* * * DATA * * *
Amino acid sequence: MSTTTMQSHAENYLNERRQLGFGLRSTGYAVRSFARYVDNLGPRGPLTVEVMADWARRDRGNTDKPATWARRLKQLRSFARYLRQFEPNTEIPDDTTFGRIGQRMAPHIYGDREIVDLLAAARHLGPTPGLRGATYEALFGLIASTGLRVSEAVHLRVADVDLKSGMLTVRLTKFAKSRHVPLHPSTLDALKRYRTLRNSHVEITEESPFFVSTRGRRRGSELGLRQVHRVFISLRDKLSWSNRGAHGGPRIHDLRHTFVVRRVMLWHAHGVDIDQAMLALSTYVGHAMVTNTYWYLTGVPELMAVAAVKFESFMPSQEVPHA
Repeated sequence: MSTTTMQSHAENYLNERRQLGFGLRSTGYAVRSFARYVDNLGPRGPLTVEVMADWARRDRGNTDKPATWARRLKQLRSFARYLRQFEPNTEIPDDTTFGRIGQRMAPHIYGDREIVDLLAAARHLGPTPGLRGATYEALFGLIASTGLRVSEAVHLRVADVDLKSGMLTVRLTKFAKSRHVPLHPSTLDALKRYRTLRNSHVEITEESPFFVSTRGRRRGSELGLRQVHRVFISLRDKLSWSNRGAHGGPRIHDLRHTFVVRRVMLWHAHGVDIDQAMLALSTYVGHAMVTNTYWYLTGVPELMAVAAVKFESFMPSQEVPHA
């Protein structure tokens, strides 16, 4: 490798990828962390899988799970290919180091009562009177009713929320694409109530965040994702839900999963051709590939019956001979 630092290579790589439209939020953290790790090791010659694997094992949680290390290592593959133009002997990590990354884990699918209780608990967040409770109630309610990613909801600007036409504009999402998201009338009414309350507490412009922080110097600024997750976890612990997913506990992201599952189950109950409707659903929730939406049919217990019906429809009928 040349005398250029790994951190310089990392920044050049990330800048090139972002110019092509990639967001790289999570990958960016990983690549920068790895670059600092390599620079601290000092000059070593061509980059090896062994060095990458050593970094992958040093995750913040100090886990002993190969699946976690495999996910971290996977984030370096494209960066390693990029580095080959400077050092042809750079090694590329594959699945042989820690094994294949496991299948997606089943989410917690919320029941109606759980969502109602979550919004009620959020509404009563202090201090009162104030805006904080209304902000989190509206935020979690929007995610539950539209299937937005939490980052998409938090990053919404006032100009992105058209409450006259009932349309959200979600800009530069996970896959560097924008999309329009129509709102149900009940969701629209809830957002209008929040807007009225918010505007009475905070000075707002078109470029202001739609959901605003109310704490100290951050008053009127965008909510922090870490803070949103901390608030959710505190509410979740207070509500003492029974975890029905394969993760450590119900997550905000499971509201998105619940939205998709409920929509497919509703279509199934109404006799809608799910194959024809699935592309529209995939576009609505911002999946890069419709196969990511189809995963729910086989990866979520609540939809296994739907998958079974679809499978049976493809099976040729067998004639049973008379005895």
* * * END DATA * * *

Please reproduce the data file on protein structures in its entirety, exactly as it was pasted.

Amino acid sequence: MSTTTMQSHAENYLNERRQLGFGLRSTGYAVRSFARYVDNLGPRGPLTVEVMADWARRDRGNTDKPATWARRLKQLRSFARYLRQFEPNTEIPDDTTFGRIGQRMAPHIYGDREIVDLLAAARHLGPTPGLRGATYEALFGLIASTGLRVSEAVHLRVADVDLKSGMLTVRLTKFAKSRHVPLHPSTLDALKRYRTLRNSHVEITEESPFFVSTRGRRRGSELGLRQVHRVFISLRDKLSWSNRGAHGGPRIHDLRHTFVVRRVMLWHAHGVDIDQAMLALSTYVGHAMVTNTYWYLTGVPELMAVAAVKFESFMPSQEVPHA
Repeated sequence: MSTTTMQSHAENYLNERRQLGFGLRSTGYAVRSFARYVDNLGPRGPLTVEVMADWARRDRGNTDKPATWARRLKQLRSFARYLRQFEPNTEIPDDTTFGRIGQRMAPHIYGDREIVDLLAAARHLGPTPGLRGATYEALFGLIASTGLRVSEAVHLRVADVDLKSGMLTVRLTKFAKSRHVPLHPSTLDALKRYRTLRNSHVEITEESPFFVSTRGRRRGSELGLRQVHRVFISLRDKLSWSNRGAHGGPRIHDLRHTFVVRRVMLWHAHGVDIDQAMLALSTYVGHAMVTNTYWYLTGVPELMAVAAVKFESFMPSQEVPHA
């Protein structure tokens, strides 16, 4: 490798990828962390899988799970290919180091009562009177009713929320694409109530965040994702839900999963051709590939019956001979 630092290579790589439209939020953290790790090791010659694997094992949680290390290592593959133009002997990590990354884990699918209780608990967040409770109630309610990613909801600007036409504009999402998201009338009414309350507490412009922080110097600024997750976890612990997913506990992201599952189950109950409707659903929730939406049919217990019906429809009928 040349005398250029790994951190310089990392920044050049990330800048090139972002110019092509990639967001790289999570990958960016990983690549920068790895670059600092390599620079601290000092000059070593061509980059090896062994060095990458050593970094992958040093995750913040100090886990002993190969699946976690495999996910971290996977984030370096494209960066390693990029580095080959400077050092042809750079090694590329594959699945042989820690094994294949496991299948997606089943989410917690919320029941109606759980969502109602979550919004009620959020509404009563202090201090009162104030805006904080209304902000989190509206935020979690929007995610539950539209299937937005939490980052998409938090990053919404006032100009992105058209409450006259009932349309959200979600800009530069996970896959560097924008999309329009129509709102149900009940969701629209809830957002209008929040807007009225918010505007009475905070000075707002078109470029202001739609959901605003109310704490100290951050008053009127965008909510922090870490803070949103901390608030959710505190509410979740207070509500003492029974975890029905394969993760450590119900997550905000499971509201998105619940939205998709409920929509497919509703279509199934109404006799809608799910194959024809699935592309529209995939576009609505911002999946890069419709196969990511189809995963729910086989990866979520609540939809296994739907998958079974679809499978049976493809099976040729067998004639049973008379005895």